By Nino Pantano
Special to Brooklyn Daily Eagle
GRAVESEND — The afternoon of Sunday, Feb. 19, marked the 25th anniversary of the Enrico Caruso Museum of America. This unique museum is located in Gravesend and has been a shrine for fans of the legendary Neapolitan tenor since its inception.
The celebration itself took place with a concert and dinner at the famed New York Athletic Club on 59th Street and Central Park South in Manhattan.
The great tenor sang many times at the Brooklyn Academy of Music as well as at a Liberty Loan Drive at the Police Games at the long-demolished Sheepshead Bay Racetrack in 1918.
The world-famous Sicilian tenor Marcello Giordani, who visited the Caruso Museum a few years ago with his enchanting wife Wilma, was so impressed he promised he would sing for the museum at their gala.
Before Giordani sang, we were delighted to hear three young and promising winners of the Marcello Giordani Foundation competition. Jeanette Vecchione sang Olympia’s “Doll Song” from Offenbach’s Tales of Hoffmann with ravishing trills, roulades, flourishes and effortless stratospheric high notes.
Lisa Chavez used her ilken mellow mezzo to plummet to the sensual vocal depths of “Amour! Viens Aider Ma Faiblesse!” from Saint-Saens’ Samson et Dalila.
Ricardo Rivera captivated us with Silvio’s aria from Leoncavallo’s Pagliacci. Rivera’s rich vibrant baritone had exceptional warmth and fervor, and you know that Nedda is in big trouble with this irresistible lover.
Marcello Giordani sang a thrilling and deeply moving Caruso trademark piece, “Vestila Giubba” from Pagliacci. Caruso’s 1907 recording was the first million-selling record. Giordani’s second selection, also associated with Caruso, was Cardillo-Cordiferro’s “Core ’ngrato,” which Giordani sang with such passion that it seemed Caruso himself guided him to heavenly heights. The superb accompanist was the gifted pianist Michael Fennelly.
As a delightful “extra,” Enrico Caruso IV sang two songs. A law student, he is an exceedingly good-looking young man of 20, with a classic cherubic face, winning personality and wavy blond hair. He sang the song “Caruso” by Lucio-Dalla, accompanying himself on the piano, and then sang a fun-filled spirited rendition of the popular song “Tuvuofal Americano” by Renato Carosone, accompanied by Fennelly. This song was sung by Sophia Loren to Clark Gable in the 1960 film It Started in Naples.
Members of the Caruso family were present, including grandson Eric Murray (wearing a Caruso tie) and his vivacious wife Lynne. Eric is the son of Gloria Caruso, whose mother was Dorothy, Caruso’s young American bride. Eric and Lynne were raised out of the public eye and are gracious and friendly. The guests of honor were presented with copies of Caruso’s 1906 book of caricatures copied from Marziale Sisca and his publication La Follia Di New York. Caruso was a talented caricaturist and good friend to the late Michael Sisca, Marziale’s son, who bequeathed much Caruso memorabilia to the museum. Frank (Sisca) Angelino represented the Sisca family.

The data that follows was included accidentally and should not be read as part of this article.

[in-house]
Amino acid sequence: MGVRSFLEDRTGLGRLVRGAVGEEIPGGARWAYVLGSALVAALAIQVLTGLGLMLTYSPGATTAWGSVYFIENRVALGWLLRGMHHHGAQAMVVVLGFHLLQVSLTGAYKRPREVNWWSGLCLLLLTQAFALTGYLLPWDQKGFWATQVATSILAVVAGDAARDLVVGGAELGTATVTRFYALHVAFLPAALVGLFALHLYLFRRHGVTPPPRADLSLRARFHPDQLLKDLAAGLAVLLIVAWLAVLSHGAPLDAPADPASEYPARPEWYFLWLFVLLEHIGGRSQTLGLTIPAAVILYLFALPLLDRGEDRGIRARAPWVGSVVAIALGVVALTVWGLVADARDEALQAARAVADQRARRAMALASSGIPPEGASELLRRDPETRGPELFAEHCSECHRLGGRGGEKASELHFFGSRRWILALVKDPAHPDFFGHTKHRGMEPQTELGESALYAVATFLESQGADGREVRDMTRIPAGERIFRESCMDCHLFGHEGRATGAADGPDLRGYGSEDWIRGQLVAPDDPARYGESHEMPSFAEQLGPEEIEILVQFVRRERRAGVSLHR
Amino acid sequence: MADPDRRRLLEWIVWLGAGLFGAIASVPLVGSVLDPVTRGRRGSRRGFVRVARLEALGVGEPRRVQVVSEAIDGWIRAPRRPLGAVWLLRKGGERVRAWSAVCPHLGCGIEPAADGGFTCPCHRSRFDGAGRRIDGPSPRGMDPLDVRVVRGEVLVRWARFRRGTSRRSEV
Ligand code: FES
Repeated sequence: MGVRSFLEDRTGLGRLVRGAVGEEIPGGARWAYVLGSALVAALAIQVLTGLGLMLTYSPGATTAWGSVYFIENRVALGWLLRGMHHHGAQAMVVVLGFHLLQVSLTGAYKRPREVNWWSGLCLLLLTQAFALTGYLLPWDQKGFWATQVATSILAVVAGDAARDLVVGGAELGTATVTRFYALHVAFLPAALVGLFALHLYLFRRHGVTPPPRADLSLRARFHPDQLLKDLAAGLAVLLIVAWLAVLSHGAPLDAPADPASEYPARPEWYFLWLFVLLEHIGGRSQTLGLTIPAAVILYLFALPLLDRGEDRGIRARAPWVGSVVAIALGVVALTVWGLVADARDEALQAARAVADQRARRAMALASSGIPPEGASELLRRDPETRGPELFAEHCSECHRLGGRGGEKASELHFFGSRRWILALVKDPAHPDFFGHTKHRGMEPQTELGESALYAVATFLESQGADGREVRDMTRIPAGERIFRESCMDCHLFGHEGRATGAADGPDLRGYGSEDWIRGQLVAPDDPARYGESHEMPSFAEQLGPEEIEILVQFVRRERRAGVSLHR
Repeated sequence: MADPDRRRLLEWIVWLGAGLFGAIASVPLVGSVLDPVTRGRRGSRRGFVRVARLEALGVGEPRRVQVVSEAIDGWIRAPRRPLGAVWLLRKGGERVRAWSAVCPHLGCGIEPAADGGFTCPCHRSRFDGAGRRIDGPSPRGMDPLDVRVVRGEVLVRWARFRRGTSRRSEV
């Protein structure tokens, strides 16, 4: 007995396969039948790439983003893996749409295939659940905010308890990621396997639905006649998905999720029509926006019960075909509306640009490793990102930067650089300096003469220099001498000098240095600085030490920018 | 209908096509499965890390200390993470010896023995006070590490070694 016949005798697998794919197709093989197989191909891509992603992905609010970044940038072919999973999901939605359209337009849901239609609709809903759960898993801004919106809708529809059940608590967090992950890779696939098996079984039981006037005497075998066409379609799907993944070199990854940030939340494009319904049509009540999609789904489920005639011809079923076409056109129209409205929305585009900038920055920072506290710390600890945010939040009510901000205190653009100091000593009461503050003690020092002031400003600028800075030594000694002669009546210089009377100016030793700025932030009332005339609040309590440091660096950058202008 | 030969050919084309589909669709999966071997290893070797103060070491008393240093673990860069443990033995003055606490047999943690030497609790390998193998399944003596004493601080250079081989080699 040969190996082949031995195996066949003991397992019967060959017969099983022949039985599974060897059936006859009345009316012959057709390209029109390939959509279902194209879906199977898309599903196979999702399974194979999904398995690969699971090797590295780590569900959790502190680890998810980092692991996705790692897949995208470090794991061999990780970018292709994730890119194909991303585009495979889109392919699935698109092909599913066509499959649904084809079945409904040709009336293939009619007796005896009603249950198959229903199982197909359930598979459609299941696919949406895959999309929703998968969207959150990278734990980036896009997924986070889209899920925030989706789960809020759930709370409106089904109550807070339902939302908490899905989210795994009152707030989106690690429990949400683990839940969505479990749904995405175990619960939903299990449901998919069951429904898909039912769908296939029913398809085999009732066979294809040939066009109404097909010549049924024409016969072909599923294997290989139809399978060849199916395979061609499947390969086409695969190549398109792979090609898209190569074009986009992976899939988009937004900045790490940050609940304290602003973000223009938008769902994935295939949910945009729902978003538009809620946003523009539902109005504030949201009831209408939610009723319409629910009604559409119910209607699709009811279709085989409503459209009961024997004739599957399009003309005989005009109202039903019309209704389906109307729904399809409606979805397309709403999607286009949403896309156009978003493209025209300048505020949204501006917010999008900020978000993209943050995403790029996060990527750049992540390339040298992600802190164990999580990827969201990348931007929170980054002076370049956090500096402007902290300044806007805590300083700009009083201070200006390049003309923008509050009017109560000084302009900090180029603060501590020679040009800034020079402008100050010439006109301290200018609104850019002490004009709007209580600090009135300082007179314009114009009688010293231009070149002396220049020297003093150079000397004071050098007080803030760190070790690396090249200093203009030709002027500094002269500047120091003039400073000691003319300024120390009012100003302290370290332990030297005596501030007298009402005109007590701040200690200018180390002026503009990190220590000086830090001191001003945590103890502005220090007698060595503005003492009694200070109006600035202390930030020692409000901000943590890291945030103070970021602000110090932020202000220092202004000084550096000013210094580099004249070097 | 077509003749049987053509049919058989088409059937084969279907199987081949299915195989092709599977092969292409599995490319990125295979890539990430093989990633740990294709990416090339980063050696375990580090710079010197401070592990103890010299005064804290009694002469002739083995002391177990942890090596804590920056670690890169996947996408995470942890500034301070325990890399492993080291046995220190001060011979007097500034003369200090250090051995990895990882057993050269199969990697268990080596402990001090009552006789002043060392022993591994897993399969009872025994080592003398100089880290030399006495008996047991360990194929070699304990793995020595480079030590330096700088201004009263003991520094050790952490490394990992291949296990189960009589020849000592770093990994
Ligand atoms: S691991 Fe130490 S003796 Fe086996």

The ebullient Federico Caruso, Caruso’s great-grandson on the Italian side of the family, was present with his charming wife Lavinia and their son, the aforementioned Enrico Caruso IV. The American and Italian branches of the family met for the first time. They are all proud of their illustrious ancestor.
During the course of the dinner, Cavaliere Ufficiale Aldo Mancusi, founder and caretaker of the Enrico Caruso Museum, and his co-host, opera lecturer Lou Barrella, played a 1906 recording by the great tenor of “Di Quellapira” from Verdi’s Il Trovatore on a beautiful golden-horned hand-cranked 1906 phonograph machine. This great aria includes two mighty high C’s.The audience listened and cheered. Two other selections followed: A 1918 recording of “Avuchella,” sung with incomparable voice and charm, and Caruso’s heartfelt “O Sole Mio,” which had many weeping.
A huge round of applause was given to Mancusi’s wife Lisa, who let her home become a shrine and museum to Enrico Caruso. Aldo’s father Evaristo had all of Caruso’s records, and this set Aldo out on his mission.
For further informaiton on Aldo Mancusi and his Enrico Caruso Museum, call (718) 368-3993.